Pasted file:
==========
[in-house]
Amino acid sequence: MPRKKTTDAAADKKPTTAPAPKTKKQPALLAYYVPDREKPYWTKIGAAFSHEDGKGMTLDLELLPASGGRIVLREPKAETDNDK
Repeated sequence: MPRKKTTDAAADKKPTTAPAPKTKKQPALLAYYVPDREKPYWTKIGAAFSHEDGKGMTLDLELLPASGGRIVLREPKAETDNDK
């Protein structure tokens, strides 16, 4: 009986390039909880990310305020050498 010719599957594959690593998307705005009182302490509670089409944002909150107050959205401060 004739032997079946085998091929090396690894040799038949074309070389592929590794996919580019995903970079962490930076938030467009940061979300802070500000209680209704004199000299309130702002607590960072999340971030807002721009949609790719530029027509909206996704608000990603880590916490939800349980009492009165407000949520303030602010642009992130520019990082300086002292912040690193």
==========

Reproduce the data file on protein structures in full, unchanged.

[in-house]
Amino acid sequence: MPRKKTTDAAADKKPTTAPAPKTKKQPALLAYYVPDREKPYWTKIGAAFSHEDGKGMTLDLELLPASGGRIVLREPKAETDNDK
Repeated sequence: MPRKKTTDAAADKKPTTAPAPKTKKQPALLAYYVPDREKPYWTKIGAAFSHEDGKGMTLDLELLPASGGRIVLREPKAETDNDK
């Protein structure tokens, strides 16, 4: 009986390039909880990310305020050498 010719599957594959690593998307705005009182302490509670089409944002909150107050959205401060 004739032997079946085998091929090396690894040799038949074309070389592929590794996919580019995903970079962490930076938030467009940061979300802070500000209680209704004199000299309130702002607590960072999340971030807002721009949609790719530029027509909206996704608000990603880590916490939800349980009492009165407000949520303030602010642009992130520019990082300086002292912040690193």